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What we have here is a solufigid (Arachnida solifugae). They are found in arid regions around the world and have many, many names: wind scorpions, wind spiders, sun spiders, false spiders, jerrymanders and camel spiders (probably the most widely-known name here in our country). Some names are specific to certain regions. In South Arica alone they have at least a dozen (see a list here).
When the US military went into Iran and other parts of the desert Middle East, our troops came across these unusual-to-them creatures and, of course, told everyone back home about them. They adopted the prominent name from the area, camel spiders (For clarity, I’m going to use this name for the remainder of this blog). This awareness of camel spiders to Americans, spawned many urban myths. It just so happens that the misconceptions highlight some of the most unique aspects of this creature. It’s been said:
– those camel spiders are spiders from Hell.
Clearly these creatures are not literally from the underworld. In fact, they are not even true spiders, although they come from the Arachnid genus. There are over 1,000 species of camel spiders and none have the correct anatomy to qualify as spiders. They do have the eight legs (the two front “legs” are called palps and function more as feelers or hands for grasping prey), but little else a spider has. They don’t have venom or spinnerets. Additionally, spiders have separate heads and thoraxes, while camel spiders have a large one-piece head/thorax combination (which takes up 1/3 of its body).
– that camel spiders charge at people.
These are animals that avoid the sun and/or daylight exposure. In fact, the Solifugaename is derived from Latin and means “fleeing from the sun”. If caught out in the sun, they will rush into whatever shade they find and sometimes that is the shade a human is making. They’ve also been known to use a walking person’s shadow as moving shade, which makes it seem they are chasing that person. At night, they will rush towards any light they see, including flashlights and campfires. Seeing them approaching rapidly from the darkness would give anyone a fright.
– that camel spiders will screech as they attack.
They do not scream (again an anatomy thing), but their powerful jaws can cut through feathers, bones and shells and that could create an ugly sound. Or perhaps the noise in question is that of onlookers screaming in horror.
– that camel spiders can grow to the size of a dinner plate.
A widely-shared picture from Iraq shows soldiers holding two locked-together gigantic camel spiders. While this made for titillating conversation, the photo is a classic case of false perspective. Camel spiders in the Middle East don’t grow to more than 2“, and most are around 1”. If you consider that dinner plates are 10½-12” in diameter, it’s clear just how much their size has been exaggerated.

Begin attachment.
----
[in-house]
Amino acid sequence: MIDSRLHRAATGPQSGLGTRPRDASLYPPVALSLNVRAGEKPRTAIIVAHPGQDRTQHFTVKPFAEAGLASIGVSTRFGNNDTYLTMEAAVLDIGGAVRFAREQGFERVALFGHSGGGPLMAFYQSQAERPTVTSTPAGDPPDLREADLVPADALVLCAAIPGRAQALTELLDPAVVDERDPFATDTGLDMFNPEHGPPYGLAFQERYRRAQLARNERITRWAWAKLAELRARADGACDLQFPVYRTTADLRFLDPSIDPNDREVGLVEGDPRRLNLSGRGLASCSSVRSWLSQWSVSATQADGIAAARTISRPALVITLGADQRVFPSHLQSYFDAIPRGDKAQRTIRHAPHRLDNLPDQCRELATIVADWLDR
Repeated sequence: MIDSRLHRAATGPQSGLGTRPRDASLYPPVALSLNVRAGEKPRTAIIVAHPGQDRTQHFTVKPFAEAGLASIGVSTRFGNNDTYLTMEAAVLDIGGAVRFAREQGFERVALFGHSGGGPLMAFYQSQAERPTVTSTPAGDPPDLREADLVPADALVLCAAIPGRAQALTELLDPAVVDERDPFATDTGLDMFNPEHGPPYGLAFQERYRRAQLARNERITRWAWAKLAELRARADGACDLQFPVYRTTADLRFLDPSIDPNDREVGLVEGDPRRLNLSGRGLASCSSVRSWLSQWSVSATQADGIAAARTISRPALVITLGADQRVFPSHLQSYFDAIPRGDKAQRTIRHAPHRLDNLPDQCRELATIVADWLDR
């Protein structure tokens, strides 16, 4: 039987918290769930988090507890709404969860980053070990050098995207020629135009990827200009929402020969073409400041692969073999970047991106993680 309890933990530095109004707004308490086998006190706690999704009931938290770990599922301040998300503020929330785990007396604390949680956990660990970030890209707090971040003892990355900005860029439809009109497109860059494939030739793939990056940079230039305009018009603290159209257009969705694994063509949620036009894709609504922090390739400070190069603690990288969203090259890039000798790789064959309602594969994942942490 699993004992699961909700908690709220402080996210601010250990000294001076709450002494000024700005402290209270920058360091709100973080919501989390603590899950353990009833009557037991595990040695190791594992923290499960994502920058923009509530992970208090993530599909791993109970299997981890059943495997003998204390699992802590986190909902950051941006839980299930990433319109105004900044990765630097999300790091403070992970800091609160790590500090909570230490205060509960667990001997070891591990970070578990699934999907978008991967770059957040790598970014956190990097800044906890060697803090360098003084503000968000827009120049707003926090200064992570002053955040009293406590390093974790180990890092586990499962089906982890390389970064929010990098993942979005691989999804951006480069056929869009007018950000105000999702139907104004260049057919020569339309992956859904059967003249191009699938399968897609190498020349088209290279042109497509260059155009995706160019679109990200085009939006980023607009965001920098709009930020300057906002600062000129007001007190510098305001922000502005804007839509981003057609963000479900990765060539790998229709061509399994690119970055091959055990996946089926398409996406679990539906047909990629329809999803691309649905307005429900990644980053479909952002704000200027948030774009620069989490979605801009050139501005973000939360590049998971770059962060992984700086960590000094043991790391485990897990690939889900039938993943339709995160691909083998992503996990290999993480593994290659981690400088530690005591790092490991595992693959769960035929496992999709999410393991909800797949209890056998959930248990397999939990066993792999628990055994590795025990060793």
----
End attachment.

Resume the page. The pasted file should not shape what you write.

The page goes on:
– that camel spiders can jump up to 6 feet and run up to 25 mph.
In reality, camel spiders are not good jumpers. However, their chief hunting behavior is to run at breakneck speed towards their prey. I mean run – while they can’t go 25 mph, they can do 10 mph. And they can keep up this speed indefinitely; there is no “slow” switch. Once night falls, they barrel out of their hiding places and start running. According to this man, they have a preferred route that they transverse over and over. This article tells of researchers who tried to keep up with these speed demons and had to give up after a non-stop two-hour dash. As it zooms around, a camel spider will attack and devour any prey that is unfortunate enough to cross it’s path. They will literally run into something, rear up, slap/grab it with their palps and then begin chewing on it immediately. In no time, the camel spider will have shredded, liquified and consumed it and be off looking for something else. As horrifying as this running-attacking seems to be, camel spiders should be considered beneficial due to some of their food choices. Their diet is varied and includes many creatures that are deemed undesirable by humans, like venomous insects, spiders, scorpions and centipedes. Here’s a video showing an attack on a millipede that illustrates just how fast they work (it is not sped-up, it’s in real time).
Camel spiders have so many interesting behaviors, but my favorite is their ant-slaughtering. It appears that they like to accost ants at the opening to their colony and cut them to pieces as they come out to defend their home. The camels spiders are not eating the ants, they are simply killing them. And in a way that seems almost gleeful. Scientists have theories (scientists always have theories), but there is no real explanation for these attacks. Be that as it may, this behavior is inexplicably mesmerizing to watch. Here’s a video and here’s another.
Pam Couture is the Lead Content Writer at ARBICO Organics. She lives in Tucson, Arizona, where she is surrounded by family, friends, and nature. ARBICO Organics can be contacted at 800.827.2847 and you can visit their website at ARBICO-Organics.com.
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